Tuesday, October 26, 2010

Abigail: No Victim of Circumstances

 Abigail: No Victim of Circumstances 

The ancients were amazed and mystified by the gospel, and so are people today: it says that God treats His bitterest enemies as friends. Jesus addressed Judas Iscariot as “friend” and forgave His own murderers. He actually took their guilt upon Himself, being “made … sin for us, who knew no sin” (2 Cor. 5:21). The reason is something that the Bible calls “justification.” The Father treated His own Son as an enemy so He could treat us as friends. One half of the process of the atonement is God being reconciled to His enemies (us). This was accomplished by the sacrifice of His Son, so that He has “reconciled us to Himself by Jesus Christ, … reconciling the world unto Himself, not imputing their trespasses unto them” (2 Cor. 5:18, 19). The other half is our being reconciled to God, which is accomplished by our understanding and believing the gospel—the truth of His reconciliation to us by someone preaching the message, “Be ye reconciled to God.”

 There is a strange, unearthly love involved in this reconciliation-justification process—agape. It “never faileth” (1 Cor. 13:8), but neither is it naive, or foolish. It recognizes immediately that beneath the revolting exterior, the other person may have some decency or self-respect left which will respond to “grace” and “justification.”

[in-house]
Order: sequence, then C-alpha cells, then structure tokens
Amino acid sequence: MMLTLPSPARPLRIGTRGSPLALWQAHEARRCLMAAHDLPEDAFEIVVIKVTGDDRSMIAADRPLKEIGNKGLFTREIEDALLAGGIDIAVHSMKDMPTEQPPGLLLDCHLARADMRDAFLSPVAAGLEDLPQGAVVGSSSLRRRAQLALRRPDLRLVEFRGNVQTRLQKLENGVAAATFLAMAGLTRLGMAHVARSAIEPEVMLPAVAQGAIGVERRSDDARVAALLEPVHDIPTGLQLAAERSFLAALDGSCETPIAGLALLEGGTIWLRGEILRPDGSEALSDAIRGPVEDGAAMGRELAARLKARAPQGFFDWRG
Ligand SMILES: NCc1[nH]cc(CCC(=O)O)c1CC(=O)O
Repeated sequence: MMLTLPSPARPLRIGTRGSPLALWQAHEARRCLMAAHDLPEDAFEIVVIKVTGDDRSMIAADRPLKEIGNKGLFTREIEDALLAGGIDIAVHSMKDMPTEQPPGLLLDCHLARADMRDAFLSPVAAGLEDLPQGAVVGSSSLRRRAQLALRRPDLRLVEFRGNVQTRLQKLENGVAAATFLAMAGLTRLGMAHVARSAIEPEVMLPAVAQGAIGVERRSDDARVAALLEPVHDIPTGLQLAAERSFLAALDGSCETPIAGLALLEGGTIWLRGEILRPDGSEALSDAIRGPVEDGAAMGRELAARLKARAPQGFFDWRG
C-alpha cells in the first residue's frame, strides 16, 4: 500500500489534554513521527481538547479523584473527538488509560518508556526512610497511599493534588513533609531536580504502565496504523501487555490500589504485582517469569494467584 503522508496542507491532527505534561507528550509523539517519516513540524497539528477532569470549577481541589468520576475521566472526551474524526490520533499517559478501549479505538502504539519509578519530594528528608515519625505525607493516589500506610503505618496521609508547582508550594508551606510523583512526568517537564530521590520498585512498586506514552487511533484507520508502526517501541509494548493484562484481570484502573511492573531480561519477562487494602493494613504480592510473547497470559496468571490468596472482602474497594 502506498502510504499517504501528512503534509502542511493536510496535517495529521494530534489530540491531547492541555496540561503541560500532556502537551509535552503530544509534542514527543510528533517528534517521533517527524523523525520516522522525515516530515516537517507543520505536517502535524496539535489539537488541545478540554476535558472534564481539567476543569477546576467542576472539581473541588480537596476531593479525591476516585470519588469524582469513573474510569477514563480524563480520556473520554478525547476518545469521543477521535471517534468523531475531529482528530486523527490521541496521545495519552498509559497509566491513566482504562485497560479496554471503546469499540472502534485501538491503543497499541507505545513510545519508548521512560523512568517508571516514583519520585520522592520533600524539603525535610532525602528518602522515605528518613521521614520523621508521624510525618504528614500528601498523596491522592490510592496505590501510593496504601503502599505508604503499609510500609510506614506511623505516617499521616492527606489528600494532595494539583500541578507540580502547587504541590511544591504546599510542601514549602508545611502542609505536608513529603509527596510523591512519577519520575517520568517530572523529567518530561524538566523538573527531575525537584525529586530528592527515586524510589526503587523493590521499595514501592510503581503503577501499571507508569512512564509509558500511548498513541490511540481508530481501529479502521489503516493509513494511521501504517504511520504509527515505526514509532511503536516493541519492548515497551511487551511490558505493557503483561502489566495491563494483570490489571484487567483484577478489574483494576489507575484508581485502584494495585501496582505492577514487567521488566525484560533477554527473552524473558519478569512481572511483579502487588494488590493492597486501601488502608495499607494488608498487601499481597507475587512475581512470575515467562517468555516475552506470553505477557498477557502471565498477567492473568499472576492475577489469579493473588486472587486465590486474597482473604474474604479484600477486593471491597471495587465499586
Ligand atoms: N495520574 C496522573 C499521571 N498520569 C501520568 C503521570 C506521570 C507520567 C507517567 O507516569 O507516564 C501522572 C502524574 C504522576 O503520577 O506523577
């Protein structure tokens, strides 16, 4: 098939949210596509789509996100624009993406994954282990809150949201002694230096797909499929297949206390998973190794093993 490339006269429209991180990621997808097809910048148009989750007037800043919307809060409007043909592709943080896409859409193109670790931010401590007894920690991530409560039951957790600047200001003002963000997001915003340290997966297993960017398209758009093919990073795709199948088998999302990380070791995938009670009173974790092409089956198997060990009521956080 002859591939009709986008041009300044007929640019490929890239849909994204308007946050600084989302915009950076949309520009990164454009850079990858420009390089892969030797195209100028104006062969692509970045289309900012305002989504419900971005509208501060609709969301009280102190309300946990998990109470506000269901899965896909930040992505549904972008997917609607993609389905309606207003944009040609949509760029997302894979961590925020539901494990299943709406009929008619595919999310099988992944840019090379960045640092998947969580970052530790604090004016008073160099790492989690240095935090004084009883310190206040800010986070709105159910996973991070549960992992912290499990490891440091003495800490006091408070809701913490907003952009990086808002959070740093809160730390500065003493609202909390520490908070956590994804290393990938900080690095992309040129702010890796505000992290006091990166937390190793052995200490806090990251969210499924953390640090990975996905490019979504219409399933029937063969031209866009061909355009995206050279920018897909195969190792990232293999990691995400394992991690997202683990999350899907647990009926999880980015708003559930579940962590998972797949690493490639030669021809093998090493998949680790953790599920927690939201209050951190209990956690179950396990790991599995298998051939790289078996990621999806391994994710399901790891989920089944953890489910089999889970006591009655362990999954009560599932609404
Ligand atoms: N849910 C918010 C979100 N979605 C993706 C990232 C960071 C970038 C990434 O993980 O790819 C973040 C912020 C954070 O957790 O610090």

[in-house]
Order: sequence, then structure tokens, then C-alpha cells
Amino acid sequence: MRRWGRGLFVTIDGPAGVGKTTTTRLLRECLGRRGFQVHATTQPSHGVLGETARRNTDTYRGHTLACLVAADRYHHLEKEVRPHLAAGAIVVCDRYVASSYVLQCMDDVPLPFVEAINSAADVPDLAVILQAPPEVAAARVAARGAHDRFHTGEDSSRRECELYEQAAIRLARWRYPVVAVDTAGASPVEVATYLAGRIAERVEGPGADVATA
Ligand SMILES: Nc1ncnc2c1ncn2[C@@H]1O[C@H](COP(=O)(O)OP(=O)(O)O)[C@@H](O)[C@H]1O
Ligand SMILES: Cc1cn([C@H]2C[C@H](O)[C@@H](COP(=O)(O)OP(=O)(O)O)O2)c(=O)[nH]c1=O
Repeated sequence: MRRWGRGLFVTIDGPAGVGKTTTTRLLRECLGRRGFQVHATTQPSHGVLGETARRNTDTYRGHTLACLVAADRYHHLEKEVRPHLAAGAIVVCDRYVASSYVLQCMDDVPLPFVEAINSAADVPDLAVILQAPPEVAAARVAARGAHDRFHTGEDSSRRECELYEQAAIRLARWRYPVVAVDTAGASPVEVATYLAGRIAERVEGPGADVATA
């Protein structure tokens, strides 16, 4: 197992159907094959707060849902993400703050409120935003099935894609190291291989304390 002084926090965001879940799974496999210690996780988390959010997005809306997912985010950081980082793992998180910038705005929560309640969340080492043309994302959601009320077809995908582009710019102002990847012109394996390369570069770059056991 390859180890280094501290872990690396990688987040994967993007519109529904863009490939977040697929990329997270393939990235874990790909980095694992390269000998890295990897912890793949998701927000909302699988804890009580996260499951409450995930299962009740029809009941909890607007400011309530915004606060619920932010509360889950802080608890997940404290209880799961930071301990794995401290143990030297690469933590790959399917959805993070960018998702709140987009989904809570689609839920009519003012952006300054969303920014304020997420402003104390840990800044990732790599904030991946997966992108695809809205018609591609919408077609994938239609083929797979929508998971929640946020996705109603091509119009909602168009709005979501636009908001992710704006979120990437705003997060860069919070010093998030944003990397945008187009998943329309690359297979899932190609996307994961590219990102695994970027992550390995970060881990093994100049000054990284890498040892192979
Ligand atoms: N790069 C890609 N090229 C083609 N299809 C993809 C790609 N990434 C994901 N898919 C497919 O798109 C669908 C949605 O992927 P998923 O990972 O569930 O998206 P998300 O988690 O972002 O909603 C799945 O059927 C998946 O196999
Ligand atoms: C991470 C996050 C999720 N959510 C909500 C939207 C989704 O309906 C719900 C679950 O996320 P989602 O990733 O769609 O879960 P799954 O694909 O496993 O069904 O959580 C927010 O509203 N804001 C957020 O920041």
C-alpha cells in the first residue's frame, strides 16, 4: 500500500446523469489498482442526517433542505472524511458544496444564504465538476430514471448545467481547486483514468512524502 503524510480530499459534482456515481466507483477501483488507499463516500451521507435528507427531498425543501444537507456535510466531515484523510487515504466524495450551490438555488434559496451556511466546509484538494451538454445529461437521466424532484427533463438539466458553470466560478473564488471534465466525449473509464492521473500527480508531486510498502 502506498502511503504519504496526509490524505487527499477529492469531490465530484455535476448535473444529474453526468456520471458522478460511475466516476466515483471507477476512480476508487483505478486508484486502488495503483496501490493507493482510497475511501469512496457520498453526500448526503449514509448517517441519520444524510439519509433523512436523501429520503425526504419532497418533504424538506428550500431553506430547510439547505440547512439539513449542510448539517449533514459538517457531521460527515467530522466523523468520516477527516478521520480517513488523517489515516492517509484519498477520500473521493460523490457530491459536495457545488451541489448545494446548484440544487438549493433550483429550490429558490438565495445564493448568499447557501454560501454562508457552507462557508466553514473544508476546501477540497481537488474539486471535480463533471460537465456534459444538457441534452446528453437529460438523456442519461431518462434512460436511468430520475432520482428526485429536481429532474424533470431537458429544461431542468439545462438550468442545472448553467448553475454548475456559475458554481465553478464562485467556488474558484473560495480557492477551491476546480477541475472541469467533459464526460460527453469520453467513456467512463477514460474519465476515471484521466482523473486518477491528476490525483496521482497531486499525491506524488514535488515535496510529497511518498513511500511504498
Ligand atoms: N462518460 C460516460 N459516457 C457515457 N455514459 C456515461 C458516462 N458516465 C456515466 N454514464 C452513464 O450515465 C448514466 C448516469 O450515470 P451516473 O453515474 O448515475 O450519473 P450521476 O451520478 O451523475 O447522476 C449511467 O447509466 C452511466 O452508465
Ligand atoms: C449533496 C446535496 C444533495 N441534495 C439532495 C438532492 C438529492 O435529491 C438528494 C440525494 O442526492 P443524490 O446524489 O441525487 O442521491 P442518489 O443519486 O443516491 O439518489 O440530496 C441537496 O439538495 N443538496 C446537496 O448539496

Can “the kings of the earth” benefit from this Bible idea? Many will say, No; national interests are too valuable and complex to be influenced by any idea associated with “grace.” But a “king-to-be” was once saved from a terrible mistake of unnecessary violence by a woman who spoke words of common sense inspired by the idea of justification by faith—the story of Abigail and David is in 1 Samuel 25:2-42.
How can one find happiness in a marriage where one feels his or her spouse is less than satisfactory, in fact, downright ornery? There is a fascinating case history of a woman trapped in a marriage probably worse than any you have ever heard about.

 Abigail was intelligent and beautiful. For some reason, she married Nabal, a cantankerous, ill-mannered boor who turned out to be extremely ornery. Many a woman would have walked out on him. Yet, she found her niche in history by holding on.